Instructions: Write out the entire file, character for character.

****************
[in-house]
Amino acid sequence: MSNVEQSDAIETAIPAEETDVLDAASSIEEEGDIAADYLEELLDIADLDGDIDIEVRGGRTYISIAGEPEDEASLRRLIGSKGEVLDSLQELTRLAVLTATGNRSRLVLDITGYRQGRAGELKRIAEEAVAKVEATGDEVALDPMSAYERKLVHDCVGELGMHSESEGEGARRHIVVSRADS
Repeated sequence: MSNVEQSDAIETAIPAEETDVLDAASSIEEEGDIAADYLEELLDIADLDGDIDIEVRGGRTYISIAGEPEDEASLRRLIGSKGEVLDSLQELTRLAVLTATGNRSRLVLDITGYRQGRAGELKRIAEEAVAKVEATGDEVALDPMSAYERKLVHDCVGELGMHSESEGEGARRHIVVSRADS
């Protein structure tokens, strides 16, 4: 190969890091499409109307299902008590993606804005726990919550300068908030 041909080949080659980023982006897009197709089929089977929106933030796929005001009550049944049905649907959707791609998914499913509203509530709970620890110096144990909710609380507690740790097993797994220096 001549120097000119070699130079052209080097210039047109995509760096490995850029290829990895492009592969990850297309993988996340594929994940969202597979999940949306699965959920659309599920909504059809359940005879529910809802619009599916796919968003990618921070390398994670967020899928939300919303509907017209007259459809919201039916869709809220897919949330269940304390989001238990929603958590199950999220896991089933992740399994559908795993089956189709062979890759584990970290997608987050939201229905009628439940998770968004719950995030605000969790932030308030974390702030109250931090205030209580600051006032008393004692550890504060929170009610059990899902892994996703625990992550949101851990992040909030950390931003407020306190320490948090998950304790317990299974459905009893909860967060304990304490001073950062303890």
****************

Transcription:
[in-house]
Amino acid sequence: MSNVEQSDAIETAIPAEETDVLDAASSIEEEGDIAADYLEELLDIADLDGDIDIEVRGGRTYISIAGEPEDEASLRRLIGSKGEVLDSLQELTRLAVLTATGNRSRLVLDITGYRQGRAGELKRIAEEAVAKVEATGDEVALDPMSAYERKLVHDCVGELGMHSESEGEGARRHIVVSRADS
Repeated sequence: MSNVEQSDAIETAIPAEETDVLDAASSIEEEGDIAADYLEELLDIADLDGDIDIEVRGGRTYISIAGEPEDEASLRRLIGSKGEVLDSLQELTRLAVLTATGNRSRLVLDITGYRQGRAGELKRIAEEAVAKVEATGDEVALDPMSAYERKLVHDCVGELGMHSESEGEGARRHIVVSRADS
């Protein structure tokens, strides 16, 4: 190969890091499409109307299902008590993606804005726990919550300068908030 041909080949080659980023982006897009197709089929089977929106933030796929005001009550049944049905649907959707791609998914499913509203509530709970620890110096144990909710609380507690740790097993797994220096 001549120097000119070699130079052209080097210039047109995509760096490995850029290829990895492009592969990850297309993988996340594929994940969202597979999940949306699965959920659309599920909504059809359940005879529910809802619009599916796919968003990618921070390398994670967020899928939300919303509907017209007259459809919201039916869709809220897919949330269940304390989001238990929603958590199950999220896991089933992740399994559908795993089956189709062979890759584990970290997608987050939201229905009628439940998770968004719950995030605000969790932030308030974390702030109250931090205030209580600051006032008393004692550890504060929170009610059990899902892994996703625990992550949101851990992040909030950390931003407020306190320490948090998950304790317990299974459905009893909860967060304990304490001073950062303890």